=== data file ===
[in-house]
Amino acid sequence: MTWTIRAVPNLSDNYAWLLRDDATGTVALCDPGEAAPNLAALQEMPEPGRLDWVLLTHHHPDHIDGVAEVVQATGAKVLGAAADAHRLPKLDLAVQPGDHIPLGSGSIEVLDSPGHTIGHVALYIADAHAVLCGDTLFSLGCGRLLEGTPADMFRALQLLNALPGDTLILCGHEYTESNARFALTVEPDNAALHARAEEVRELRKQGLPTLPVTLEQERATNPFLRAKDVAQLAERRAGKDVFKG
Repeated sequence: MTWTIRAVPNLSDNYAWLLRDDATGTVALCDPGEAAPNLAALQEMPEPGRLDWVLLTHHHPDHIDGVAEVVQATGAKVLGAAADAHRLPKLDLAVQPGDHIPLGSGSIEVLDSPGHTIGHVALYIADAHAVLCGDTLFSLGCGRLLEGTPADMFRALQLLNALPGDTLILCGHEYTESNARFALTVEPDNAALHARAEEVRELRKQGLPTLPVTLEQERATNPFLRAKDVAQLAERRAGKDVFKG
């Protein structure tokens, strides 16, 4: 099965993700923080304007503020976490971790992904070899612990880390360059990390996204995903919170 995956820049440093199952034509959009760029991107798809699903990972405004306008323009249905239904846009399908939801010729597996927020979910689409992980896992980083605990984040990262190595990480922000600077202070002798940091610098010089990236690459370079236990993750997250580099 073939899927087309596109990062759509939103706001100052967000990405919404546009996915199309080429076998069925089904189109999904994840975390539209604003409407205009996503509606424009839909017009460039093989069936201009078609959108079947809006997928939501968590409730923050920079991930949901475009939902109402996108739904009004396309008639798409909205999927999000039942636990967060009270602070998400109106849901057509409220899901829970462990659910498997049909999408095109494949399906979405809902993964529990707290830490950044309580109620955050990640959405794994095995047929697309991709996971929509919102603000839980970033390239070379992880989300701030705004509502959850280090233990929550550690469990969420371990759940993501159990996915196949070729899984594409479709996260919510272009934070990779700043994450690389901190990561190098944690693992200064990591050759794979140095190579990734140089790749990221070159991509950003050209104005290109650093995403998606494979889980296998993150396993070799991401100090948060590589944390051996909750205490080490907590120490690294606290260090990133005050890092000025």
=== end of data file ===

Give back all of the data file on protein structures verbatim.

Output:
[in-house]
Amino acid sequence: MTWTIRAVPNLSDNYAWLLRDDATGTVALCDPGEAAPNLAALQEMPEPGRLDWVLLTHHHPDHIDGVAEVVQATGAKVLGAAADAHRLPKLDLAVQPGDHIPLGSGSIEVLDSPGHTIGHVALYIADAHAVLCGDTLFSLGCGRLLEGTPADMFRALQLLNALPGDTLILCGHEYTESNARFALTVEPDNAALHARAEEVRELRKQGLPTLPVTLEQERATNPFLRAKDVAQLAERRAGKDVFKG
Repeated sequence: MTWTIRAVPNLSDNYAWLLRDDATGTVALCDPGEAAPNLAALQEMPEPGRLDWVLLTHHHPDHIDGVAEVVQATGAKVLGAAADAHRLPKLDLAVQPGDHIPLGSGSIEVLDSPGHTIGHVALYIADAHAVLCGDTLFSLGCGRLLEGTPADMFRALQLLNALPGDTLILCGHEYTESNARFALTVEPDNAALHARAEEVRELRKQGLPTLPVTLEQERATNPFLRAKDVAQLAERRAGKDVFKG
């Protein structure tokens, strides 16, 4: 099965993700923080304007503020976490971790992904070899612990880390360059990390996204995903919170 995956820049440093199952034509959009760029991107798809699903990972405004306008323009249905239904846009399908939801010729597996927020979910689409992980896992980083605990984040990262190595990480922000600077202070002798940091610098010089990236690459370079236990993750997250580099 073939899927087309596109990062759509939103706001100052967000990405919404546009996915199309080429076998069925089904189109999904994840975390539209604003409407205009996503509606424009839909017009460039093989069936201009078609959108079947809006997928939501968590409730923050920079991930949901475009939902109402996108739904009004396309008639798409909205999927999000039942636990967060009270602070998400109106849901057509409220899901829970462990659910498997049909999408095109494949399906979405809902993964529990707290830490950044309580109620955050990640959405794994095995047929697309991709996971929509919102603000839980970033390239070379992880989300701030705004509502959850280090233990929550550690469990969420371990759940993501159990996915196949070729899984594409479709996260919510272009934070990779700043994450690389901190990561190098944690693992200064990591050759794979140095190579990734140089790749990221070159991509950003050209104005290109650093995403998606494979889980296998993150396993070799991401100090948060590589944390051996909750205490080490907590120490690294606290260090990133005050890092000025």